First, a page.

The second phase of the Penza Region colonisation is connected with Peter the Great policy in the Black Sea area and the construction of fleet in Voronezh, for which the Penza lashmans sent ship timber.
In the late 17th century due to the advancement of the Russian state borders to the south, servicemen moved to newly built cities. Twelve thousand people were evicted from the Penza Uyezd alone. Peter I and his successors distributed Penza fertile black-soil territories to their courtiers: the Sheremetev, Shafirov, Golitsyn, Kurakin, Dolgorukiy, Trubetskoy, Buturlin, Saltykov, Apraksin, Golovin, Golovkin, Naryshkin families, etc. Therefore, the Penza Region had a well-deserved reputation as the so called nest of Russian gentlefolk.
In the 17th – 18th centuries the Penza Region became a focal point of civil wars: in 1670 – 1671 – under the leadership of Stepan Razin and in 1773 – 1775 – under the leadership of Yemelyan Pugachev.
At the close of the 17th century almost half of the modern Penza Region and parts of the Saratov and Simbirsk Governorates were part of the Penza Uyezd.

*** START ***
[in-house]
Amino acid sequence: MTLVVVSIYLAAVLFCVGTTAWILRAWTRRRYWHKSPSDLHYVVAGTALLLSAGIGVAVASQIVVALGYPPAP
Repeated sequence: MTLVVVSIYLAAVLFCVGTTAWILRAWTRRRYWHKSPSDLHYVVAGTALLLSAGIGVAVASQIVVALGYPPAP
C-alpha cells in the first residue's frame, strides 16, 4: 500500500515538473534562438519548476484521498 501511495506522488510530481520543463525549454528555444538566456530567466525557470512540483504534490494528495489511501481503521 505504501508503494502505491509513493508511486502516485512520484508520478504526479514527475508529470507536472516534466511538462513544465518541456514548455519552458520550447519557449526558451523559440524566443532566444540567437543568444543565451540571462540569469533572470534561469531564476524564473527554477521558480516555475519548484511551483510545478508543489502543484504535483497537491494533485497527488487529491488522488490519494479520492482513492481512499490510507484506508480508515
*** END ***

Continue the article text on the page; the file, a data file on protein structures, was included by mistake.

In 1708 Peter I divided Russia into eight governorates; the Penza Uyezd (Penza, Mokshan, Ramzay stockade town) was integrated into the Kazan Governorate.
In 1719 Penza acquired the enhanced status and became the centre of the province. The Penza Province of the Kazan Governorate included Penza and its surrounding areas, the Ramzay, Mokshan and Saransk Uyezds.
On September 15th, 1780, the Penza Vicegerency consisting of 13 uyezds was established. In 1780 – 1796 the first and the only governor of the Penza Vicegerency was Lieutenant-General Ivan Stupishin, subordinate to the Governor-General.
In the late 17th century there were 1261 settlements in the Penza Region, with 681050 people of both genders.
From December 31st, 1780 to March 13th, 1796 the first Penza governor was Lieutenant-General Ivan Stupishin; from March 13th, 1796 to March 15th, 1797 the second governor was Actual State Councillor Major-General Mikhail Gedeonov.
By the decree of Paul I dated December 12th, 1796, the Penza and Tambov Vicegerencies were transformed into the governorates, but on March 5th, 1797, the Penza Governorate was abolished, and as an uyezd town Penza was included into the Saratov Governorate.